Home to a holy rat pack

Personal Journeys

A memorable placeRats - the...

August 02, 1998|By Kirk S. Nevin | Kirk S. Nevin,SPECIAL TO THE SUN

Home to a holy rat pack; A memorable place

Rats - the four-legged, whiskery, gray kind - don't normally play a big part in our travel plans.

The exception came on a hot, dusty day last winter when my wife, Susan, and I spent an afternoon at the Holy Rat Temple in Deshnok, Rajasthan, India.

The guidebook description intrigued us. The Karni Mata temple is home to thousands of holy rats, which are believed to be reincarnations of people hiding from the wrath of Yama, the god of death. The rats live very well: three meals a day plus an evening dessert of sweetmeats and warm milk. (Not so the holy cows of India, who generally fend for themselves.)

We arrived at the temple after two long days aboard packed Indian buses. The structure itself is quite striking, with huge silver gates and scores of intricate marble carvings, most donated by a generous devotee, the Maharaja Ganga Singh.

All visitors remove their shoes and socks just inside the temple gate. This sounds easy, but it is not, because the fat holy rats surround you as you sit down; they race across your bare feet (actually, this contact is deemed by rat devotees to be an auspicious sign for your future); the playful babies tug at your socks and crawl into your snug, warm shoes.

So you walk around a bit, admiring the ornate marble and gold and silver shrines. Those little spaces between your toes quickly fill with rat droppings.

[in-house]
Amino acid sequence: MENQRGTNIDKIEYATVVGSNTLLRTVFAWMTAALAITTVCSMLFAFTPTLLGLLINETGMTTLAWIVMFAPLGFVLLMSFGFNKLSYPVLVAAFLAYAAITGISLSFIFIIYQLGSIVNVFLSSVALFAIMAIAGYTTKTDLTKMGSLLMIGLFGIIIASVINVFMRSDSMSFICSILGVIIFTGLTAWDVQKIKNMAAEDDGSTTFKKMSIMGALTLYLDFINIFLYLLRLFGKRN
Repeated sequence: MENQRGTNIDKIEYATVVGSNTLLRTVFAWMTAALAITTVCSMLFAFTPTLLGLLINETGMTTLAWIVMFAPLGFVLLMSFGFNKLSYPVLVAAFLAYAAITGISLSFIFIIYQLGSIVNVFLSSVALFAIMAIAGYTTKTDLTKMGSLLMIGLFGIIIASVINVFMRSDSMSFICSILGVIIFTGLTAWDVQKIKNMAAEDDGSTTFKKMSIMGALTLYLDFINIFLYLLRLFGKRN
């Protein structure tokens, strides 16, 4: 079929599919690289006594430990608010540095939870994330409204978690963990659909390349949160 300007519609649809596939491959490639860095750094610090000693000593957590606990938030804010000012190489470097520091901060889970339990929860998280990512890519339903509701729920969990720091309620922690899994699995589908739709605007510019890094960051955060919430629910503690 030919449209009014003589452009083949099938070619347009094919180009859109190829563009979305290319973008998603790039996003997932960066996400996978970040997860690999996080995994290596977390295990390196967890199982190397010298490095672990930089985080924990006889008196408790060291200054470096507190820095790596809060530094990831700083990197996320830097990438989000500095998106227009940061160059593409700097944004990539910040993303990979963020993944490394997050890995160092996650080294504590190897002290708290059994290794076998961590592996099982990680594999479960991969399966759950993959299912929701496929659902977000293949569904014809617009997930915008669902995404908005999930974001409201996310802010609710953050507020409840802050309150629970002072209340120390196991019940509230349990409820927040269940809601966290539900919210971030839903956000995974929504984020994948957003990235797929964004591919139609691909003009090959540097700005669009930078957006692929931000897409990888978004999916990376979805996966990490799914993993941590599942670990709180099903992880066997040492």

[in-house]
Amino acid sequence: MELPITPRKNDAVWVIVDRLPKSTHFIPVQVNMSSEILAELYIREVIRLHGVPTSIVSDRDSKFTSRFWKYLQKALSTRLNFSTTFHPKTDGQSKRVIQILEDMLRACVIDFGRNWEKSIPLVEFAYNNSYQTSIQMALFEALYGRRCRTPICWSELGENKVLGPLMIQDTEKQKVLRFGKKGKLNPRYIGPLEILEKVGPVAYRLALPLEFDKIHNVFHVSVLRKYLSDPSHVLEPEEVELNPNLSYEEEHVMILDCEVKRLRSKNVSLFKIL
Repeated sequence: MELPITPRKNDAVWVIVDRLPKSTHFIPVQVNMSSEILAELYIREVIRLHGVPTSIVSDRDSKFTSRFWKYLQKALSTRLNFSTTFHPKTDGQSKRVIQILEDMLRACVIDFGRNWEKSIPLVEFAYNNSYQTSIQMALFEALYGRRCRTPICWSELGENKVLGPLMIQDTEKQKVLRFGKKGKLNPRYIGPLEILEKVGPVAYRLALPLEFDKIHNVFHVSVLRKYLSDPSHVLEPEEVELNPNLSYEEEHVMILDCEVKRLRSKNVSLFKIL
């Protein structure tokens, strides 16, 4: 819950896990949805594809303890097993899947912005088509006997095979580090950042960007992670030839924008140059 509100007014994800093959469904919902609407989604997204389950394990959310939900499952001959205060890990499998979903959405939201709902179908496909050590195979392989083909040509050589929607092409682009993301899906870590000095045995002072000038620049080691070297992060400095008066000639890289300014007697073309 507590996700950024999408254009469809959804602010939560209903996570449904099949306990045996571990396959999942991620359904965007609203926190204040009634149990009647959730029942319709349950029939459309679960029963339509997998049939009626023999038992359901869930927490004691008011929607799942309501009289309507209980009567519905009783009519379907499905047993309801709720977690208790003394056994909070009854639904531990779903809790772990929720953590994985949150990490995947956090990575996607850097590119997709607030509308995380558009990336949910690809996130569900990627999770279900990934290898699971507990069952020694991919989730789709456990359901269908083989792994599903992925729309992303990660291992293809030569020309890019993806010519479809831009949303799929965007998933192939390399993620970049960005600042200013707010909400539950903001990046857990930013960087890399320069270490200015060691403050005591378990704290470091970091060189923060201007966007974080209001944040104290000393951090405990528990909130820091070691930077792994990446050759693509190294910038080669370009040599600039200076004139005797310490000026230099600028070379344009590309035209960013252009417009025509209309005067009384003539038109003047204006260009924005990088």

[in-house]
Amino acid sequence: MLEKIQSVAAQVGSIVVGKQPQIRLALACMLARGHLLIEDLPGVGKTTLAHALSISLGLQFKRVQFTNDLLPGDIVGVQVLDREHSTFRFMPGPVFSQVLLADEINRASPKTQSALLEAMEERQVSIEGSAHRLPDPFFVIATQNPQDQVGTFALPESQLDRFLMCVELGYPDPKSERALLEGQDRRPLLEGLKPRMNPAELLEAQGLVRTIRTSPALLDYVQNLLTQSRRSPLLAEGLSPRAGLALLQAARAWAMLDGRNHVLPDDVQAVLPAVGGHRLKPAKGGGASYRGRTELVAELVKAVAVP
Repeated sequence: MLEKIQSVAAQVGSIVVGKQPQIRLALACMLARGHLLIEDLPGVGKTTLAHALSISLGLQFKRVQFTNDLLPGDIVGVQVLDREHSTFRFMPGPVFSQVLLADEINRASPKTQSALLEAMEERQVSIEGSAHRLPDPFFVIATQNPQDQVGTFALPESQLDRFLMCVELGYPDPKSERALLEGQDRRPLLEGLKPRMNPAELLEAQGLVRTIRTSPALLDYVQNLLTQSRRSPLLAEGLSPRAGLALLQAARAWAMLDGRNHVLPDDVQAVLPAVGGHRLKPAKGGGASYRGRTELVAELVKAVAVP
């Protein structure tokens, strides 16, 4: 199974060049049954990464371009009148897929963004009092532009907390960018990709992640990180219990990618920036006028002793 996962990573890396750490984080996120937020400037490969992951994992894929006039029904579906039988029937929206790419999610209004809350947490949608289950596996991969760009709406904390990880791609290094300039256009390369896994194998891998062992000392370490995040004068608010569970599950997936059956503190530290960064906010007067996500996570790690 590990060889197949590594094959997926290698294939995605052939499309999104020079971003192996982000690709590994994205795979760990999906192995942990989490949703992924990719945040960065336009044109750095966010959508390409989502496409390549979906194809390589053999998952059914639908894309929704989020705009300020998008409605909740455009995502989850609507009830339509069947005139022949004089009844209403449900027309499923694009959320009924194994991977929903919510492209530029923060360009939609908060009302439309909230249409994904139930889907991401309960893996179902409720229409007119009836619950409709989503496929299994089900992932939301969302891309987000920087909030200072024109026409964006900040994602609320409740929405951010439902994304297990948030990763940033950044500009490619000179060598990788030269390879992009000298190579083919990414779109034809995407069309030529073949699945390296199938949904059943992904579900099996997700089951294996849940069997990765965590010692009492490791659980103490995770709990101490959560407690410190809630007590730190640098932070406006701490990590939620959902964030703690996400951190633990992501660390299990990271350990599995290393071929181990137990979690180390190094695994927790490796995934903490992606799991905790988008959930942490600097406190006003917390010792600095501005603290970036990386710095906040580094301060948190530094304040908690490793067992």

And if you're incredibly lucky, as I was, the rat priest (he serves the "kabas," as the holy rats are known, in hopes that he will be reincarnated as a holy man) will approach you and bless you.

Even as the scurrying hordes of fat holy rats raced up our legs and across our bare feet, the priest confessed: I am old, and sick, and I must retire. He said he liked my big beard, and he had noticed that the rats seemed to like me.

Then, even as I basked in the fair light of this most generous compliment, he asked: "Would you like to take my place as the rat priest?"

Obviously, I was a bit overwhelmed by his offer. To be invited to live here, in this gorgeous desert temple, to perform daily the holy rites for the thousands of kabas, to come back in my next life as a true holy man ...

I was speechless. But, alas, Susan was not. She thanked the old man for his generous offer even as she led me back to our shoes (very important to dump out the baby rats before putting the shoes on) and hustled me out through those magnificent silver doors. She never looked back.

So now, whenever things get tough at home, I remind her that we could be living a life of luxury in a 500-year-old silver and marble temple in the Great Rajasthan Desert, surrounded by fat, happy kabas. And I remind her that maybe the old priest is still searching for the perfect man to take his place in the temple.

Perhaps it's not too late, I say, for me to realize my true personal spiritual destiny.

It is, she says, too late.

Kirk S. Nevin lives in White Hall.

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Pub Date: 8/02/98

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